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RESPIRATION, Med. jur. Breathing, which consists of the drawing into, inhaling, or more technically, inspiring, atmospheric air into the lungs, and then: forcing out, expelling, or technically expiring, from the lungs the air therein. Chit. Med. Jur. 92 and 416, note n.

A Law Dictionary, Adapted to the Constitution and Laws of the United States. By John Bouvier. Published 1856.
References in periodicals archive ?
The 30 chest compressions and two rescue breaths should be repeated until an ambulance arrives.
6 Repeat: Continue compressions and rescue breaths until an ambulance arrives.
In April this year, Mr James gave Adela Zastreskova chest compressions and rescue breaths after realising that her heart had stopped beating.
They administered CPR and rescue breaths for 20 minutes and in that period Amy stopped breathing on three occasions.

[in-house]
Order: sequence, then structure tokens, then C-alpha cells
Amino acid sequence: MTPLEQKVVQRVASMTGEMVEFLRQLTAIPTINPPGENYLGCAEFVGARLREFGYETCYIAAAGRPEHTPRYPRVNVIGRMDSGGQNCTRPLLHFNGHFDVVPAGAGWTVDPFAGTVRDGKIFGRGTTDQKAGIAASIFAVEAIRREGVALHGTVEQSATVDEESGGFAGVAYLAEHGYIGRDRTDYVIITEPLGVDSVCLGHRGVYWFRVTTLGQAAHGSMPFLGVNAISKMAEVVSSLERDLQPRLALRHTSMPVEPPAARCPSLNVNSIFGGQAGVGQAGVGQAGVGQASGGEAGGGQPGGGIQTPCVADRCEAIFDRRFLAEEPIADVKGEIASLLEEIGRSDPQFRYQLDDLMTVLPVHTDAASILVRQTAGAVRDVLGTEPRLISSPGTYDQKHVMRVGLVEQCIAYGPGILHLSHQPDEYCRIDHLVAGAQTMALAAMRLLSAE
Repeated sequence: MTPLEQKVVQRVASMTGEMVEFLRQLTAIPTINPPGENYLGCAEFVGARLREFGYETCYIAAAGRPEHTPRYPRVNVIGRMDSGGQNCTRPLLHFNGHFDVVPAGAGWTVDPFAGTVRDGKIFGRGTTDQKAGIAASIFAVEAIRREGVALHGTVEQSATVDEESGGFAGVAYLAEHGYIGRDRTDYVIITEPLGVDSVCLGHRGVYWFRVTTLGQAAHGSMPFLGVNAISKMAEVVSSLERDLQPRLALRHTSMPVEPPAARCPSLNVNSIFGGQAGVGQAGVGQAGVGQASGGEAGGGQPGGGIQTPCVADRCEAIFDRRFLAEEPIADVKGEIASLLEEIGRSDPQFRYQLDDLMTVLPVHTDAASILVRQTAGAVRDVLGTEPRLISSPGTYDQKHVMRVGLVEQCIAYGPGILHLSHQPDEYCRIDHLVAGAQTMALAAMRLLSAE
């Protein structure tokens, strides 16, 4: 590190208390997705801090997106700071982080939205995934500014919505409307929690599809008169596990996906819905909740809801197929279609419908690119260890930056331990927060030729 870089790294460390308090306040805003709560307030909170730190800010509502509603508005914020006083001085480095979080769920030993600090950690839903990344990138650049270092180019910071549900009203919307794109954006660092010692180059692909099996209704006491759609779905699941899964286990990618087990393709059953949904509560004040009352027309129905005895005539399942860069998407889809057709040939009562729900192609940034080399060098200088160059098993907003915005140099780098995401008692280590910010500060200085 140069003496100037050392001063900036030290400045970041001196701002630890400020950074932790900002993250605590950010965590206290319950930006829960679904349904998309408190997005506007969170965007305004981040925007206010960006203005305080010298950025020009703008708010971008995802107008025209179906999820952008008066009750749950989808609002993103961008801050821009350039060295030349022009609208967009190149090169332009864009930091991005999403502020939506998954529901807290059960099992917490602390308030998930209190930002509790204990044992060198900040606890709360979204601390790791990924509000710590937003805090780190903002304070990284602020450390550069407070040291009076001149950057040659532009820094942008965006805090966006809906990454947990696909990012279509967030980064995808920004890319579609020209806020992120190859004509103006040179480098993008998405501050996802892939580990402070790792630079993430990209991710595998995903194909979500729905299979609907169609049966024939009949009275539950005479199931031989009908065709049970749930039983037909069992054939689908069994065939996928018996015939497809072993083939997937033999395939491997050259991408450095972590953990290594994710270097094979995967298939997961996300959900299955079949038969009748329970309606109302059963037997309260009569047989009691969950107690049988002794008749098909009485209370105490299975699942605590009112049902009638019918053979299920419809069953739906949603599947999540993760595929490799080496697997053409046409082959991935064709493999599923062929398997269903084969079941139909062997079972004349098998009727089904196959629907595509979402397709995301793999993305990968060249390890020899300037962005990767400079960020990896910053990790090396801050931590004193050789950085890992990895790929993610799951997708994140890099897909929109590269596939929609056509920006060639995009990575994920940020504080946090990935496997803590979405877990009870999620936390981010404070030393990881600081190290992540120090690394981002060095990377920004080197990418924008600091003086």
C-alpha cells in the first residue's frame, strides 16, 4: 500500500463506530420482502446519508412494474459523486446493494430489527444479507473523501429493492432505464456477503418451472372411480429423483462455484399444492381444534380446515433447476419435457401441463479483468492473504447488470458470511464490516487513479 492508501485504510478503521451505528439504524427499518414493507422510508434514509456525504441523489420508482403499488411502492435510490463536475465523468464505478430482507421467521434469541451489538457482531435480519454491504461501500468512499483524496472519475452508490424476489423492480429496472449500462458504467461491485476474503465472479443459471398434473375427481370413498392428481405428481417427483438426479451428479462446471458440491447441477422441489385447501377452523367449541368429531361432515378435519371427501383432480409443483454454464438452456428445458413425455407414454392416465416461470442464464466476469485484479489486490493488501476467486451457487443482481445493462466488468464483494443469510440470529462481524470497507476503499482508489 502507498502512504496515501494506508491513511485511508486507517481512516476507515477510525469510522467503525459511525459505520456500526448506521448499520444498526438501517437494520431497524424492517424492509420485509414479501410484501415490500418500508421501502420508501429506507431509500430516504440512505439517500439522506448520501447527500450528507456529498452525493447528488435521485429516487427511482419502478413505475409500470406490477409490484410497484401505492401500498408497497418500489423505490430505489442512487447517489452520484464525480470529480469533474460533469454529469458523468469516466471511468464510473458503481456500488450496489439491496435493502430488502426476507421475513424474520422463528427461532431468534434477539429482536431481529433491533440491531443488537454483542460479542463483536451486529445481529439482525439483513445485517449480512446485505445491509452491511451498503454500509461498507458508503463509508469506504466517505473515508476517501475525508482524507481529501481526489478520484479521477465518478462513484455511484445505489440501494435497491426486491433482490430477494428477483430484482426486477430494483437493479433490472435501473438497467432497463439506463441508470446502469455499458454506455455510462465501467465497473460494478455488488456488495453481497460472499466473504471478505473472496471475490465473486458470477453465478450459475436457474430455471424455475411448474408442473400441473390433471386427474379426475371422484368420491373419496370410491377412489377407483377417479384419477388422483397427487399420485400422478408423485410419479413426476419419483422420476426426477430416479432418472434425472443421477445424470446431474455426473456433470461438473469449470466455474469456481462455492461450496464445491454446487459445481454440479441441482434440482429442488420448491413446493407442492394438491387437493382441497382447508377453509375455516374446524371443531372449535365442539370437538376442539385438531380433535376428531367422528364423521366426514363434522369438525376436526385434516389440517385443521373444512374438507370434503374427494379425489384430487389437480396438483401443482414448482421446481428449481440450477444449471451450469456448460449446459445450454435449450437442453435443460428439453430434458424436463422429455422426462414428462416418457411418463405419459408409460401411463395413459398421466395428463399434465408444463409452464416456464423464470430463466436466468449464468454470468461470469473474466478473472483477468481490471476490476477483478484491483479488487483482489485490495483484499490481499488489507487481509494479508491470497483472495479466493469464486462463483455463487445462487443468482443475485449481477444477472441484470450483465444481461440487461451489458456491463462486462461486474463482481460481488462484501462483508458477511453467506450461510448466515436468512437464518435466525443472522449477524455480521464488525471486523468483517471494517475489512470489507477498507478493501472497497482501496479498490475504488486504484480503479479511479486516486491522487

Through chest compressions and rescue breaths, he managed to revive the mum-of-two before paramedics arrived to take over and rush her to hospital.
Compression-only CPR vs traditional CPR with rescue breaths found no difference between both groups in non-cardiac causes whereas improved outcomes when compression-only CPR was adapted.
"I then realised that she was not maintaining a regular breathing pattern, so I continued with rescue breaths to get her breathing back up to normal."
To carry out CPR, a person presses up and down on the casualty's chest (chest compressions) and gives them a series of rescue breaths to help save their life.
The two alert home guards were reportedly well versed with the cardiopulmonary resuscitation (CPR) method and administered chest compressions and rescue breaths to revive the senior citizen on Thursday.
Deliver rescue breaths by tilting the person's head back slightly and lifting the chin, pinching the nose shut while placing your mouth over the person's mouth to make a complete seal.
"I couldn't do rescue breaths because a dog's mouth goes so much further around its head than a person's does.